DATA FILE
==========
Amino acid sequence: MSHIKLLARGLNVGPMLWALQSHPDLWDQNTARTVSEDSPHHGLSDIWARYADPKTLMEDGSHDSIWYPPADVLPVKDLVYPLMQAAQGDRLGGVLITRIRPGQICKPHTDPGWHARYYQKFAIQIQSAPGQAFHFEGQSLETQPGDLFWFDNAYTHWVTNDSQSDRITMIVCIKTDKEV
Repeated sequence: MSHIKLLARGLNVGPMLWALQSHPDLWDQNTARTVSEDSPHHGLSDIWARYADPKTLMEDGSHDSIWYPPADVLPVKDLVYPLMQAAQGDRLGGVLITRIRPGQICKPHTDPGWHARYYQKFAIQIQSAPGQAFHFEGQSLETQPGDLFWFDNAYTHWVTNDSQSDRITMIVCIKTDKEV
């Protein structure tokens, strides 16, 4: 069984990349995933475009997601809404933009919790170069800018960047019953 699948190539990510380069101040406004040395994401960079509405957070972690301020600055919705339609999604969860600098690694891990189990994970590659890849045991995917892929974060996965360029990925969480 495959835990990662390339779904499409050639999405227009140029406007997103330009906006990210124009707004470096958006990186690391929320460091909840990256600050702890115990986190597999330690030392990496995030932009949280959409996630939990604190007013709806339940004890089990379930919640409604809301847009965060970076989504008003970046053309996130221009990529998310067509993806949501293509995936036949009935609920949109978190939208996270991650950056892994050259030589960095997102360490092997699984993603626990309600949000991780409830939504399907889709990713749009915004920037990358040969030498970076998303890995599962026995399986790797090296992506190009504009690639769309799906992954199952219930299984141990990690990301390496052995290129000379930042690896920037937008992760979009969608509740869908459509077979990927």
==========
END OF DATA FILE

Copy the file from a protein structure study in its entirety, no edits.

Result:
Amino acid sequence: MSHIKLLARGLNVGPMLWALQSHPDLWDQNTARTVSEDSPHHGLSDIWARYADPKTLMEDGSHDSIWYPPADVLPVKDLVYPLMQAAQGDRLGGVLITRIRPGQICKPHTDPGWHARYYQKFAIQIQSAPGQAFHFEGQSLETQPGDLFWFDNAYTHWVTNDSQSDRITMIVCIKTDKEV
Repeated sequence: MSHIKLLARGLNVGPMLWALQSHPDLWDQNTARTVSEDSPHHGLSDIWARYADPKTLMEDGSHDSIWYPPADVLPVKDLVYPLMQAAQGDRLGGVLITRIRPGQICKPHTDPGWHARYYQKFAIQIQSAPGQAFHFEGQSLETQPGDLFWFDNAYTHWVTNDSQSDRITMIVCIKTDKEV
């Protein structure tokens, strides 16, 4: 069984990349995933475009997601809404933009919790170069800018960047019953 699948190539990510380069101040406004040395994401960079509405957070972690301020600055919705339609999604969860600098690694891990189990994970590659890849045991995917892929974060996965360029990925969480 495959835990990662390339779904499409050639999405227009140029406007997103330009906006990210124009707004470096958006990186690391929320460091909840990256600050702890115990986190597999330690030392990496995030932009949280959409996630939990604190007013709806339940004890089990379930919640409604809301847009965060970076989504008003970046053309996130221009990529998310067509993806949501293509995936036949009935609920949109978190939208996270991650950056892994050259030589960095997102360490092997699984993603626990309600949000991780409830939504399907889709990713749009915004920037990358040969030498970076998303890995599962026995399986790797090296992506190009504009690639769309799906992954199952219930299984141990990690990301390496052995290129000379930042690896920037937008992760979009969608509740869908459509077979990927």